Rutgers, et al.: Security flaws could taint 2012 election

From Countingvotes, reporting on a Rutgers study:

[Emphasis mine; footnotes removed]

The report ranks states from worst to best in the following five areas:

[li]Does the state require paper ballots or records of every state?[/li][li]Does the state have adequate contingency plans at each polling place in the event of machine failure?[/li][li]Does the state protect military and overseas voters by ensuring that marked ballots are not cast online?[/li][li]Has the state instituted a post-election audit that can determine whether the electronically reported outcomes are correct?[/li][li]Does the state use robust ballot reconciliation and tabulation practices?[/li][/ol]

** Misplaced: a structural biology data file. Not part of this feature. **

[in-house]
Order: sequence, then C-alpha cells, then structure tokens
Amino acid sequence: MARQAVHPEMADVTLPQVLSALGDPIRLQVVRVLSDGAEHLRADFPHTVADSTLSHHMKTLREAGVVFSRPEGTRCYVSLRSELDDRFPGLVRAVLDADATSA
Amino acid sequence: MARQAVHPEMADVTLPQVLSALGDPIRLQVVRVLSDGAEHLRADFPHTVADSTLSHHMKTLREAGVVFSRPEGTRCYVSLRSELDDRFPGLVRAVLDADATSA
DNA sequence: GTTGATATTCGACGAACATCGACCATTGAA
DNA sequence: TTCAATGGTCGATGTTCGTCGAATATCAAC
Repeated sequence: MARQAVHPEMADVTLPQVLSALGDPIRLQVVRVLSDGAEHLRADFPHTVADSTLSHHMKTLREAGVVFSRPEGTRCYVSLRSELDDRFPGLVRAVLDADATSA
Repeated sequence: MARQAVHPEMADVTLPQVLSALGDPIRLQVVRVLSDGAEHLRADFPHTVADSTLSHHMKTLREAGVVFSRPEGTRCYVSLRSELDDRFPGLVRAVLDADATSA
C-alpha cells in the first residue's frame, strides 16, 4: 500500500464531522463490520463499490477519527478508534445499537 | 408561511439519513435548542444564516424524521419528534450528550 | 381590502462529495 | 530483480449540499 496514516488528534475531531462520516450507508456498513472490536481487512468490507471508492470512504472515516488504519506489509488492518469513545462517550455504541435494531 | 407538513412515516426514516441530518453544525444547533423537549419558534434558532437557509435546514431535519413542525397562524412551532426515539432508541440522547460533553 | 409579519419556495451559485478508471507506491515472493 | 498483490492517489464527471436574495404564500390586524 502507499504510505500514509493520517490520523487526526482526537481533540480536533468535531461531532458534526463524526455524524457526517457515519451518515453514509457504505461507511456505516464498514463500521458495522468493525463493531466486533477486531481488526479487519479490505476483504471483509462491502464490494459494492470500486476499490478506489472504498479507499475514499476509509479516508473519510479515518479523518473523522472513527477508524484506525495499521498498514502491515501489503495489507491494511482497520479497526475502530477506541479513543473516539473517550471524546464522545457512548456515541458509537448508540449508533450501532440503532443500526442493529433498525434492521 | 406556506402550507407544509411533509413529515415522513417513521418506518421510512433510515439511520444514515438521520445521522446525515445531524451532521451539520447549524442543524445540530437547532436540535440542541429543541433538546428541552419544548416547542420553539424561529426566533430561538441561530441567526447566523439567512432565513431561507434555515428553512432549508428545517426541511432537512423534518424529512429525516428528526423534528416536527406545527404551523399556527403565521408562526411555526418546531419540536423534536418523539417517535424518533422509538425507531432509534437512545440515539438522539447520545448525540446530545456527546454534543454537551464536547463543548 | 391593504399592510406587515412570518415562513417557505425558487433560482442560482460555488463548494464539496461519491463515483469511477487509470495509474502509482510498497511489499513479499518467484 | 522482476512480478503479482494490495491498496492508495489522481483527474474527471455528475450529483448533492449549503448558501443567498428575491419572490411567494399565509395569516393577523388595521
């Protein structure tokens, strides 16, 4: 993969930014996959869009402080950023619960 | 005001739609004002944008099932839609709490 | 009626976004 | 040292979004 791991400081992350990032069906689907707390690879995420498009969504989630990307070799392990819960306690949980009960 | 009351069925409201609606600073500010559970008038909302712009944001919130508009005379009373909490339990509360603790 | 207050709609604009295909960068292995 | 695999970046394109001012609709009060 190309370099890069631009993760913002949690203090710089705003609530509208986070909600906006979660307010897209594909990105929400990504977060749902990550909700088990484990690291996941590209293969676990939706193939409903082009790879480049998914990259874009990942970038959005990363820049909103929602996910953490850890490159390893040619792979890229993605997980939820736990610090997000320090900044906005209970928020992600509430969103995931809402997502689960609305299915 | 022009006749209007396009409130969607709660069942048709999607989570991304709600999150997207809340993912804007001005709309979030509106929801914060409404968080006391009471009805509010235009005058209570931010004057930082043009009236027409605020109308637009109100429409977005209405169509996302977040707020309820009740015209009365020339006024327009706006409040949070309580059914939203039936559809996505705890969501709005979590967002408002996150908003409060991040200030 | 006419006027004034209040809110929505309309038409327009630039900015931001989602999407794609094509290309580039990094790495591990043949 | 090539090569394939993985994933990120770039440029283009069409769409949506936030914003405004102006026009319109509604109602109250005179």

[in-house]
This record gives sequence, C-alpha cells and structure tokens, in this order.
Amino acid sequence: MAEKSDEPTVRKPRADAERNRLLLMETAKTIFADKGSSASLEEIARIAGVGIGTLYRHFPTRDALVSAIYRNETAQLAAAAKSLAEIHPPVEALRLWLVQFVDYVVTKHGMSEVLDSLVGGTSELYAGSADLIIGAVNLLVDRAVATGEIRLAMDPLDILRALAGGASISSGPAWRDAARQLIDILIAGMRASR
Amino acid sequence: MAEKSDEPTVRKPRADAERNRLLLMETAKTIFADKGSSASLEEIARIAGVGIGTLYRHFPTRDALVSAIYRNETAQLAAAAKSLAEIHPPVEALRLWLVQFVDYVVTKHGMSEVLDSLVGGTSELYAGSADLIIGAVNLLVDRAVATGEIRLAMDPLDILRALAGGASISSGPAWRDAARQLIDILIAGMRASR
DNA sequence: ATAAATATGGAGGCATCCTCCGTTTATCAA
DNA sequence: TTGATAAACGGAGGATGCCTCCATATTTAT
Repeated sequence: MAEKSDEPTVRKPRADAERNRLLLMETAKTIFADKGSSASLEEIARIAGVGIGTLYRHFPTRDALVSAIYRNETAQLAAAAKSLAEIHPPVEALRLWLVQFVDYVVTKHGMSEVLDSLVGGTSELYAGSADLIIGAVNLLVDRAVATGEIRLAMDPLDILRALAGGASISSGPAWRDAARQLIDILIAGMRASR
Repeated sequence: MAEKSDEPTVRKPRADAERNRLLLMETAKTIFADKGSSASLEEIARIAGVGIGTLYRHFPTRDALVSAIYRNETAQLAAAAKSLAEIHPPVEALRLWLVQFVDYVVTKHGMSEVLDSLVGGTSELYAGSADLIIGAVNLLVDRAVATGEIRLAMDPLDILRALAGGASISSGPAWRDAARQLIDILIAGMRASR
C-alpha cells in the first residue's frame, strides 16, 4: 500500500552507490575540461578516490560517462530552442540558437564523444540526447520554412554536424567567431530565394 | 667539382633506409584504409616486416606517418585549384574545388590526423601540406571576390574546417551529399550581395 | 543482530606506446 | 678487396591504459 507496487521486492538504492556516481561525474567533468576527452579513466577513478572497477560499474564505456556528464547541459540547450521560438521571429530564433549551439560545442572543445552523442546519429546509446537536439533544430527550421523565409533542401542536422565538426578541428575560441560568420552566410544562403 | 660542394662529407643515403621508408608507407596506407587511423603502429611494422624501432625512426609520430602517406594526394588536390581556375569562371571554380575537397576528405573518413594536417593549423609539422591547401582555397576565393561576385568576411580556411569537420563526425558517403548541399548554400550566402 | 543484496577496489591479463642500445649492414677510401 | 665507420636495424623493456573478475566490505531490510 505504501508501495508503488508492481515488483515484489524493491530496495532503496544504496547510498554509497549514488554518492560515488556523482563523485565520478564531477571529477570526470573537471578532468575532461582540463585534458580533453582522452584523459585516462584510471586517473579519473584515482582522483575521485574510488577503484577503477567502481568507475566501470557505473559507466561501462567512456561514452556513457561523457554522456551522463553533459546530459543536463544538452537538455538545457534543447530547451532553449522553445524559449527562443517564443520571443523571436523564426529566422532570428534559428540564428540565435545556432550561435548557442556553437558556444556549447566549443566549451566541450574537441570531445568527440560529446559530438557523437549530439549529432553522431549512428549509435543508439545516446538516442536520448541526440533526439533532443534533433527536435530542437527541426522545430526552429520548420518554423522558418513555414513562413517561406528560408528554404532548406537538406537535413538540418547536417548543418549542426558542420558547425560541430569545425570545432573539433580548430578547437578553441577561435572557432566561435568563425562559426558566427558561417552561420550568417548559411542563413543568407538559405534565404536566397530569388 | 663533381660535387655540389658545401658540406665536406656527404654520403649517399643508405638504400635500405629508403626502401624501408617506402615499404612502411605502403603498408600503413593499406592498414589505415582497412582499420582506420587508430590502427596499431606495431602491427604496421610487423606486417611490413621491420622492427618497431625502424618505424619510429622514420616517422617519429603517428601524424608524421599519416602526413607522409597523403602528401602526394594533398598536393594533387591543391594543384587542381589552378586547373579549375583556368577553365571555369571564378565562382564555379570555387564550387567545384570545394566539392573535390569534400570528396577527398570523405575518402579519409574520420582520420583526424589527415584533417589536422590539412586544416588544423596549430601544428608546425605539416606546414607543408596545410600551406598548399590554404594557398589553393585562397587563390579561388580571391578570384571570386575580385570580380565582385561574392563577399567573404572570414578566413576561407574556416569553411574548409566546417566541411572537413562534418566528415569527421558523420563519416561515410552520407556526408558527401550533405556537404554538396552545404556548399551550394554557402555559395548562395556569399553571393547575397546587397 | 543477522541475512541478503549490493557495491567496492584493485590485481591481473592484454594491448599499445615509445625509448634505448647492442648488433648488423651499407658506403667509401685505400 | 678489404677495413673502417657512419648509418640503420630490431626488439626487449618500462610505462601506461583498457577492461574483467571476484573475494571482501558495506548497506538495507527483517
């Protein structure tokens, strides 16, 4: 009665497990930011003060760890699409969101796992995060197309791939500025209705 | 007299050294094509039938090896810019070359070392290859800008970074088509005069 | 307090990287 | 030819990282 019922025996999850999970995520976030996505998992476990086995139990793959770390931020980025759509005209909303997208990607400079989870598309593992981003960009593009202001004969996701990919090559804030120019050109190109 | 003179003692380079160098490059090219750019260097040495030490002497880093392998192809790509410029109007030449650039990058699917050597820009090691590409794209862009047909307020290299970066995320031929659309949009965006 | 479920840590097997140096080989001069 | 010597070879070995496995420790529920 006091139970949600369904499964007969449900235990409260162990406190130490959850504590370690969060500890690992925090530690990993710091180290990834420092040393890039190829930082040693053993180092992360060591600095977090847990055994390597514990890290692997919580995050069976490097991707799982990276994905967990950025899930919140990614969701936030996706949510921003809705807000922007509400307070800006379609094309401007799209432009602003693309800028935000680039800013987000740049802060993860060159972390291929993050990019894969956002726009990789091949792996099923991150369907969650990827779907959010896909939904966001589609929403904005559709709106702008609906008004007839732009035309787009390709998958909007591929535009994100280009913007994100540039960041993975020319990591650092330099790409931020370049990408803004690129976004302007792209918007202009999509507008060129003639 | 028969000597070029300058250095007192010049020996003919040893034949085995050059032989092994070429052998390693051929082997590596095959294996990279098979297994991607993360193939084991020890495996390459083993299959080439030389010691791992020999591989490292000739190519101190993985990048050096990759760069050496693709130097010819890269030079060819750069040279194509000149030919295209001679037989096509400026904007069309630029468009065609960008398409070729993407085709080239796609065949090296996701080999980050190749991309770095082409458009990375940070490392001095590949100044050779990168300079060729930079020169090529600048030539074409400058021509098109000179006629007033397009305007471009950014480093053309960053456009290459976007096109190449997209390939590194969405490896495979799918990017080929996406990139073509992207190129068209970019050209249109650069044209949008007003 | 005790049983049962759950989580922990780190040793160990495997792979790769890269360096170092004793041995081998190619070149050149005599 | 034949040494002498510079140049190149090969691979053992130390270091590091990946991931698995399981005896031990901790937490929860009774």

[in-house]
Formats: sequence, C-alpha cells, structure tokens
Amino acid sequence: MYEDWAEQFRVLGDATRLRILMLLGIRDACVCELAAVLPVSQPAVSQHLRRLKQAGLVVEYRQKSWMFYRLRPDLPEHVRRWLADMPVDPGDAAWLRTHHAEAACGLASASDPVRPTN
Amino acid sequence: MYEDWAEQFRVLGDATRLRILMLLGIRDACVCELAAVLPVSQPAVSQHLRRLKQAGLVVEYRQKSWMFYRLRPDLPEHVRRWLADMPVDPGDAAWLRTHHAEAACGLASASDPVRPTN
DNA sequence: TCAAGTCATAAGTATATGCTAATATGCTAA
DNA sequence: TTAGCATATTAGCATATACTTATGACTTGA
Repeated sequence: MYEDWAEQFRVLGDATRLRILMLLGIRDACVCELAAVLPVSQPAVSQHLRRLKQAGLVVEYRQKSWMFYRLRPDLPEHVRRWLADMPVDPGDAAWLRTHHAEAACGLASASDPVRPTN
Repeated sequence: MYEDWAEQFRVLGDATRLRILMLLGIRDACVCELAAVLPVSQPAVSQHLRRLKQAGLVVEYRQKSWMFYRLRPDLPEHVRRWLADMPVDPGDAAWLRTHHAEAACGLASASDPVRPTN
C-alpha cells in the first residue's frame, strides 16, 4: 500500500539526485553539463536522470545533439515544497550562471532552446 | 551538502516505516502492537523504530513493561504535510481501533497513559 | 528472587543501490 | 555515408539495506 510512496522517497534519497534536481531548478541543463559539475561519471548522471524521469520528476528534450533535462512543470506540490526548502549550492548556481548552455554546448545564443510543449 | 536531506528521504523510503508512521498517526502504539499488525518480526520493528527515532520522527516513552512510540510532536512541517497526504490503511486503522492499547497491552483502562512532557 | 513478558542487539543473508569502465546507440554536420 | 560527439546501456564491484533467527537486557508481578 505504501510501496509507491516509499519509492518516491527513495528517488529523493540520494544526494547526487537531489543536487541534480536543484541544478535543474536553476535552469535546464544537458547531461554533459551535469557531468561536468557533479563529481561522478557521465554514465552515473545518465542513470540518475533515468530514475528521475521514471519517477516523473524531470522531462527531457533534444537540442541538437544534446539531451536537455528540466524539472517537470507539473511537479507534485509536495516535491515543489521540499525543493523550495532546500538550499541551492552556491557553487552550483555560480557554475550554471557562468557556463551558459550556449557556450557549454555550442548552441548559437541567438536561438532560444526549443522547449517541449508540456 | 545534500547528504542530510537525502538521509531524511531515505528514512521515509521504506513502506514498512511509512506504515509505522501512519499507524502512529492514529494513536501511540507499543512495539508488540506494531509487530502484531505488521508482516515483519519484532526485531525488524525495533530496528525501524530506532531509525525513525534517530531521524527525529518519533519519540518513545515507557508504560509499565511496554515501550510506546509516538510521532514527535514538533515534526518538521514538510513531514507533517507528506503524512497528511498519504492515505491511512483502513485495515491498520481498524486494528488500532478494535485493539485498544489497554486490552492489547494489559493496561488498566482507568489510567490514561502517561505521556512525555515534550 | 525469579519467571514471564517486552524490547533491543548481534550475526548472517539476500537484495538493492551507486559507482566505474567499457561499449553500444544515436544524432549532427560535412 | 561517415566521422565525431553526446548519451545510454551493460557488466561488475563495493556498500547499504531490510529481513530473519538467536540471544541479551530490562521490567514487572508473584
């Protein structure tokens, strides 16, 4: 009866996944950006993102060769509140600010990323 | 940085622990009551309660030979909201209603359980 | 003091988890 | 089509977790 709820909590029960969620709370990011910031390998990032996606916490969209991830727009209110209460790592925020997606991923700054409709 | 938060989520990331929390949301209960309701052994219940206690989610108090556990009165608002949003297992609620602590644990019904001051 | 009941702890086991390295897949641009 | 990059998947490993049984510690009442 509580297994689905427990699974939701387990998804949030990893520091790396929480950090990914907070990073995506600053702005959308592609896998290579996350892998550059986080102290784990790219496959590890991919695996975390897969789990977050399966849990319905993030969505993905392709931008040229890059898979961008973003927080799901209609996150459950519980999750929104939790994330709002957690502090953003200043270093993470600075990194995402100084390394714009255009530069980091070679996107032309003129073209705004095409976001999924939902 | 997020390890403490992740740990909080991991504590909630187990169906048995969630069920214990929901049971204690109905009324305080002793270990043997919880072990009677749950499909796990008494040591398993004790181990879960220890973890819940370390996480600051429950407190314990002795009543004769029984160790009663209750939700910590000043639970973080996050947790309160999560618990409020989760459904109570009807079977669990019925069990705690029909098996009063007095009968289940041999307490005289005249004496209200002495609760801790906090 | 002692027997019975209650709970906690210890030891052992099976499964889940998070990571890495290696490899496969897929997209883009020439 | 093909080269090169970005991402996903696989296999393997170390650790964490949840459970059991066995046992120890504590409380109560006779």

An extract of the findings:

Arkansas    Maryland
Colorado    Mississippi
Delaware    New Jersey
Georgia     Pennsylvania
Indiana     South Carolina
Kansas      Tennessee
Kentucky    Texas
Louisiana   Virginia

These states use machines that don’t produce a separate record that could be used to determine the voter’s intent, which is necessary for recounts.

Are any of these “swing states”? How much of a problem could this be?

Pennsylvania, Virginia and Colorado have been on pretty much every list of swing states I’ve seen recently.

Isn’t it funny in all the recent push to verify proper voter legitimacy, we have a bunch of states where the only recourse in the event of a recount is to, essentially, run the computerized counting program again? Because there’s no “paper trail” to verify the system recorded the original vote correctly.

Its particularly damning that Tennessee (where I live) went out of its way to pass a “voter ID” law this year to make sure [del]poor people[/del] [del]immigrants[/del] ineligible voters can’t cast ballots, but yet isn’t worried about possible fraud due to the lack of a paper trail for the electronic voting machines.